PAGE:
Key Takeaways from the Q1 InsurTech Briefing


No one wants to get left behind. To keep an edge over the competition, you need to know what the competition is doing. The Q1 InsurTech Briefing from Willis Towers Watson provides valuable information on the state of InsurTech and the future of insurance. Here are some key takeaways.

Risk gets specific.

Telematics and usage-based insurance options are changing the way rates are determined. But while monitored risk insurance has the potential to benefit both the insurers and their customers, there are dangers ahead. According to the Quarterly InsurTech Briefing, high-risk customers have been most interested in accepting monitoring in exchange for better pricing, and there is “an extremely fine balance between pricing the risk as close to the risk itself while maintaining the integrity of the concept of shared, pooled risk.”

Additionally, while technology is giving insurance companies a better understanding of risk, it’s also giving customers a better understanding of their own risk. This means they could change their behavior to change their risk, but it may go further than that. The report asks, “If insureds become too cognizant of the risk an insurance company attributes to them, do the risk conscious individuals choose to forego insurance entirely and instead chose to absorb the risk themselves?”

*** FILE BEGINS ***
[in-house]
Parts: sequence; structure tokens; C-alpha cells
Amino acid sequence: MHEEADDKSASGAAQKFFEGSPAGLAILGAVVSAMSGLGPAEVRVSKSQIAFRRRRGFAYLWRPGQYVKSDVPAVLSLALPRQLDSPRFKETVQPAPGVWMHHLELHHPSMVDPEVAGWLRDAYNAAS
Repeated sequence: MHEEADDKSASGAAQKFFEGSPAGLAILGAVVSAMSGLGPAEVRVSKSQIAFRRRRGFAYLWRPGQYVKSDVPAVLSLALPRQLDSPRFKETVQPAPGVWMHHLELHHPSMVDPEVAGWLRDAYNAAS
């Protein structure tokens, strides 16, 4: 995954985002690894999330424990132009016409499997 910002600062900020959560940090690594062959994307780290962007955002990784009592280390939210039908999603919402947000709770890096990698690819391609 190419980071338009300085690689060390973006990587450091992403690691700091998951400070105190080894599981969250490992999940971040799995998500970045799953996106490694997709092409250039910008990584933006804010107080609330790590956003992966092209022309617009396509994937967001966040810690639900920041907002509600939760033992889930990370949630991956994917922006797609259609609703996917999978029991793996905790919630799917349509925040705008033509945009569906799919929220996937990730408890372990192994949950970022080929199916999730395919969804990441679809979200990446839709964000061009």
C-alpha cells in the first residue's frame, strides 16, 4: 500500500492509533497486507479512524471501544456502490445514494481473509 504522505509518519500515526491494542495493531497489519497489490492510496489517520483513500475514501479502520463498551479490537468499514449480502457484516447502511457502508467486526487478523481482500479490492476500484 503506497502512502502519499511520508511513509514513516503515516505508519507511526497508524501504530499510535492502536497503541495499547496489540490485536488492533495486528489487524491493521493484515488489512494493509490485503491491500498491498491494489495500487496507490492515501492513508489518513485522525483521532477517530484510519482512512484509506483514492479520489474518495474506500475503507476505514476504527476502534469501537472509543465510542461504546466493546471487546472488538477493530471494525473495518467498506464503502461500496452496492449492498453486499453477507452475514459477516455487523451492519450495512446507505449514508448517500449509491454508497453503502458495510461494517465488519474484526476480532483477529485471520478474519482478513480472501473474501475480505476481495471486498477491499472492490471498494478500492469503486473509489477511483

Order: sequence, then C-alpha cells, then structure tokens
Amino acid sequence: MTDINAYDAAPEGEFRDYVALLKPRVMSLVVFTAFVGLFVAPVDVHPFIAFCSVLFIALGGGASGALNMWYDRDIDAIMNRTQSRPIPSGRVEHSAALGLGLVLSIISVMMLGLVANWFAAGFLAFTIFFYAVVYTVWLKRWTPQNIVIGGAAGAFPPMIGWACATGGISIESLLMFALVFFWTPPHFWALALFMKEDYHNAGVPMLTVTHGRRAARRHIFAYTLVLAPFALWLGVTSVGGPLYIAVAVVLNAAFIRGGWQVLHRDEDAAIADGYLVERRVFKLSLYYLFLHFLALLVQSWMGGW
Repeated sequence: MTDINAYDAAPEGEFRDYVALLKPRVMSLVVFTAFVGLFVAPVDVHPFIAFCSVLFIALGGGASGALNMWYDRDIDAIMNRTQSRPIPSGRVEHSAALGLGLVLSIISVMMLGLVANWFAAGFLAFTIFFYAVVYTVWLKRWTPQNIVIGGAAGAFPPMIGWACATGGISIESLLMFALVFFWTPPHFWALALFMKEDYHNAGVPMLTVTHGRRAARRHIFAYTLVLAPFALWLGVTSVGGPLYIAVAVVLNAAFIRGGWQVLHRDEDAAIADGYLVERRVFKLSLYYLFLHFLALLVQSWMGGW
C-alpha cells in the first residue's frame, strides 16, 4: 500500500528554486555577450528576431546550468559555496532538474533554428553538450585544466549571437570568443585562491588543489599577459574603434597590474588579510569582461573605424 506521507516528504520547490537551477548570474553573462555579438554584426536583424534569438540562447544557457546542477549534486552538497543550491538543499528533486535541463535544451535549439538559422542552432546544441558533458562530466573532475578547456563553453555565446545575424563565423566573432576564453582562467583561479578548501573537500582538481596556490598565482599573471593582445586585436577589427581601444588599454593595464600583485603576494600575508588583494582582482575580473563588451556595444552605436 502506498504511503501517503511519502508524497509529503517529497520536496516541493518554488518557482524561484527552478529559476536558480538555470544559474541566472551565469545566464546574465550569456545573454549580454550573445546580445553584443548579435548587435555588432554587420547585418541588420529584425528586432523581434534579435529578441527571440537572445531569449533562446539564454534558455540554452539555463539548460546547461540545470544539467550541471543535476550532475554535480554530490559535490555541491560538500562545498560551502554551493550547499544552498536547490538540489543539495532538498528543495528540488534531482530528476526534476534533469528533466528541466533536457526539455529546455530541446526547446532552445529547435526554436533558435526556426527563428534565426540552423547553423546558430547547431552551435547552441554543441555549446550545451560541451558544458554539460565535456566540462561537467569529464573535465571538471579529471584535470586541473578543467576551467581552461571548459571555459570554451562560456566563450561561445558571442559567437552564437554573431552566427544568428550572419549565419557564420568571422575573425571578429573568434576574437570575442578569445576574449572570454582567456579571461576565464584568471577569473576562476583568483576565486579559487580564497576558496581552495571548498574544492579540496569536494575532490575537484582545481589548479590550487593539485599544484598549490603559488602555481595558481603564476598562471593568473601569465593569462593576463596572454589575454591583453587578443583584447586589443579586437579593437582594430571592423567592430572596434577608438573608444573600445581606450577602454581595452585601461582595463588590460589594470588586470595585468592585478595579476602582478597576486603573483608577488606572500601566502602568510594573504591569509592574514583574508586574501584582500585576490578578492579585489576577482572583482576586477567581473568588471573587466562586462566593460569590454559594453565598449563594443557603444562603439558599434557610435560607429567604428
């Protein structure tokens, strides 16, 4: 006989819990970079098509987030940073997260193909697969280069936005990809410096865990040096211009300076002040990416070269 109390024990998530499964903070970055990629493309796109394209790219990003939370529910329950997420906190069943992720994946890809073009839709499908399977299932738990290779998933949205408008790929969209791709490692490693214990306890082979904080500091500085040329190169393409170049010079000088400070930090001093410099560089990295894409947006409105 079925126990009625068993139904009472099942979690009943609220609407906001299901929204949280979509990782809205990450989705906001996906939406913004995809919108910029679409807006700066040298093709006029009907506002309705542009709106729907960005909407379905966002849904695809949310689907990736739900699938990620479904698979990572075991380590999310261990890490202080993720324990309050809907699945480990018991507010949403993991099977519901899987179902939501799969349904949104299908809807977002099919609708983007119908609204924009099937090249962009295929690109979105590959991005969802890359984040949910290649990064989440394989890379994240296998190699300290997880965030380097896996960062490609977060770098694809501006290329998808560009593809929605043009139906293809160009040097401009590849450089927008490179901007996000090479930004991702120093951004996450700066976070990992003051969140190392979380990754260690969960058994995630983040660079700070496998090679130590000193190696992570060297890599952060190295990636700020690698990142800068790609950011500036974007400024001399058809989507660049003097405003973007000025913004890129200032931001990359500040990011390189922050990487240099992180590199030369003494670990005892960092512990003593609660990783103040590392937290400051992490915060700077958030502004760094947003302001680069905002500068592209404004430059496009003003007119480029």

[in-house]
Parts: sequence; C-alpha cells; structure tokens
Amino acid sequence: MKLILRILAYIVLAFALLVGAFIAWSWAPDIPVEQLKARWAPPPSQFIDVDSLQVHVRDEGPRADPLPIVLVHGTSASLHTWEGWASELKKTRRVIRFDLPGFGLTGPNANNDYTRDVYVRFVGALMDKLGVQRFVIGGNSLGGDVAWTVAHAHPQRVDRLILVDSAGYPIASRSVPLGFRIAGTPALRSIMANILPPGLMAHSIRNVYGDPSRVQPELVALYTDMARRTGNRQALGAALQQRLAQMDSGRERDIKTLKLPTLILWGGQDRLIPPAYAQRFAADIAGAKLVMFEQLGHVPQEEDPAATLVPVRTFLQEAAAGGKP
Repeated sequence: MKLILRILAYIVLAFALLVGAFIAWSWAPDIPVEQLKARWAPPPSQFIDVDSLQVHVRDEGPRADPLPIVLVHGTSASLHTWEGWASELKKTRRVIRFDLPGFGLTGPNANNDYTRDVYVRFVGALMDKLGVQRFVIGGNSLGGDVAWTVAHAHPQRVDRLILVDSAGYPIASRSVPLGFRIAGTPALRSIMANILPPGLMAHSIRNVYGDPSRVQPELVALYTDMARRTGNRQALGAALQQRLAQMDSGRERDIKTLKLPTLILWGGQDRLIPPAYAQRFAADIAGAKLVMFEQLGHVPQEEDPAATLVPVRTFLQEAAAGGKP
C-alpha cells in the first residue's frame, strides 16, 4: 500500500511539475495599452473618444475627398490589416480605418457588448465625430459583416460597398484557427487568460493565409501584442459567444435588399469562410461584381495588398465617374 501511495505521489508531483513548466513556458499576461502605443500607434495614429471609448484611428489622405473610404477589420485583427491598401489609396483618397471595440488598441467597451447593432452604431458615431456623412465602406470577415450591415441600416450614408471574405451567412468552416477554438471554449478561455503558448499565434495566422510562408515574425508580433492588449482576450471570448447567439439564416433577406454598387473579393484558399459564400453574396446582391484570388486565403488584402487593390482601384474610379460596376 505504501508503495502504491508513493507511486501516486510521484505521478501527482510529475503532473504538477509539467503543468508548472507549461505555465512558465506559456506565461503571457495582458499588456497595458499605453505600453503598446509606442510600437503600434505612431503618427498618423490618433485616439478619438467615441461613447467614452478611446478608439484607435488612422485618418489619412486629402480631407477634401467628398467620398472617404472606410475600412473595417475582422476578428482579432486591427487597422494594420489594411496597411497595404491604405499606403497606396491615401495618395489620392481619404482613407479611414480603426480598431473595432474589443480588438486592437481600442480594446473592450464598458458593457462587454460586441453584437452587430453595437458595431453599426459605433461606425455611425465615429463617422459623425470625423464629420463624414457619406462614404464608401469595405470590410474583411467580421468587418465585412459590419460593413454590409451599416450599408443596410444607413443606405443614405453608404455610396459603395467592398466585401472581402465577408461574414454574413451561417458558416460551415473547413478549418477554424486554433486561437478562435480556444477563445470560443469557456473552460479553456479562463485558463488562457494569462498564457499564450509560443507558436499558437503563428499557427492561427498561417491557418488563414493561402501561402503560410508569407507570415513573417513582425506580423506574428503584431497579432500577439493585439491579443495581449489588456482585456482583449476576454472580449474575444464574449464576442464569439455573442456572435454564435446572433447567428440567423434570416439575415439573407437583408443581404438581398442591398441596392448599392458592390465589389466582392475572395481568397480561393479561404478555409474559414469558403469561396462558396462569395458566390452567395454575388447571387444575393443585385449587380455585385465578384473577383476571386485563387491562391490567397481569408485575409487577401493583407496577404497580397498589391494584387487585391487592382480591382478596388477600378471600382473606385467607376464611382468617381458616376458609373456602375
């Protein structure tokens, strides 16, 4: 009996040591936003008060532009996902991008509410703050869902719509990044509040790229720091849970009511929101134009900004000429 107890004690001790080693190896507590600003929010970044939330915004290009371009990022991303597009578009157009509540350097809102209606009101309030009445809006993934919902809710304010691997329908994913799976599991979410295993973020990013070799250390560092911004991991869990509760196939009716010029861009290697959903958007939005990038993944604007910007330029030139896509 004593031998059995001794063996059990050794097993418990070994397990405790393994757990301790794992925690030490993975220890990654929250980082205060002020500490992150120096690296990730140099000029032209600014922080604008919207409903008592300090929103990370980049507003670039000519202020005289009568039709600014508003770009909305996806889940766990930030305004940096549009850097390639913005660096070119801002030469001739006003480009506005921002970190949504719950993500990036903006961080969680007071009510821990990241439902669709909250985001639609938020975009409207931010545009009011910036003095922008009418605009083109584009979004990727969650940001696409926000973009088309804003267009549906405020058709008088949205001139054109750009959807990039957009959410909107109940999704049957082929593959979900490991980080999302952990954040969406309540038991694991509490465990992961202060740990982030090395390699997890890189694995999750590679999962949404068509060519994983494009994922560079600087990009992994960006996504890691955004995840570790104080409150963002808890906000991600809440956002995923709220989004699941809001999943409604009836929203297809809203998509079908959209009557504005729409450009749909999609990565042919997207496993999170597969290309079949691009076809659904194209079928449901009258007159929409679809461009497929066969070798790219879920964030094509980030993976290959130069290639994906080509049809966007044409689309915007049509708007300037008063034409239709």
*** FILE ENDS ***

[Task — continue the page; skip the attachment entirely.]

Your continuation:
Competition gets fierce.

InsurTech deals aren’t slowing down – quite the opposite. The first quarter of 2019 had the highest number of deals for a quarter ever. There were 56 P&C transactions, the highest number recorded.

InsurTech is growing, and that means there’s more competition. The fierce level of competition can be seen in pricing. New technologies are emerging to enable more agile pricing. At the same time, competition is forcing insurers to move ahead – or get left behind. According to the report, “insurance companies are increasingly realizing that faster, better pricing is rapidly becoming more of a necessity than a luxury.”

Uneven regulation could complicate the picture.

Regulation often lags behind technology. This could lead to problems for insurance companies trying to use emerging data sources.

For example, under new guidelines, New York life insurers can use social media to determine prices as long as doing so doesn’t lead to unfair discrimination. Social media and other third-party data sources could provide valuable data for insurers trying to assess risk. But, emerging regulations could complicate the picture.

According to the Quarterly InsurTech Briefing, “As regulatory bodies seek to catch up with the fastmoving world of technology, it could be that there will be a mismatch across environments as to what can and cannot be included.”

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